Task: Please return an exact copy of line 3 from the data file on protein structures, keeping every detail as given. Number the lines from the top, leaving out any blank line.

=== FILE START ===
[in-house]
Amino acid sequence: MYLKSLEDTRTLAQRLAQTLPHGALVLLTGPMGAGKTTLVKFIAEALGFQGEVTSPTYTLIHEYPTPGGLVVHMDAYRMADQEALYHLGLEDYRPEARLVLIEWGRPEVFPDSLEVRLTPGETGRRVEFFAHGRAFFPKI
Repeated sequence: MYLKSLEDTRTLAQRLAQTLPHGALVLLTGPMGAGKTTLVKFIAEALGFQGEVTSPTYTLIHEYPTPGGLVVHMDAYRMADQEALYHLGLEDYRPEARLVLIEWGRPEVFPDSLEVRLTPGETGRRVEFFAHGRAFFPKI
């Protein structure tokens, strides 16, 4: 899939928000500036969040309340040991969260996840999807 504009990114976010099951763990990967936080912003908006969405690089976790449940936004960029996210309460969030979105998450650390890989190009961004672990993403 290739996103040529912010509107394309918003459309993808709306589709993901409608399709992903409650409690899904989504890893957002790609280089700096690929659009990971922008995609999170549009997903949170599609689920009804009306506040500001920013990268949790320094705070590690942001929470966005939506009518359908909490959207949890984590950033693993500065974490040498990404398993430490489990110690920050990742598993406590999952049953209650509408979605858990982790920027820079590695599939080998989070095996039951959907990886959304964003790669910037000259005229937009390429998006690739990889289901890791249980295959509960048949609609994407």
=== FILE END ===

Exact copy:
Repeated sequence: MYLKSLEDTRTLAQRLAQTLPHGALVLLTGPMGAGKTTLVKFIAEALGFQGEVTSPTYTLIHEYPTPGGLVVHMDAYRMADQEALYHLGLEDYRPEARLVLIEWGRPEVFPDSLEVRLTPGETGRRVEFFAHGRAFFPKI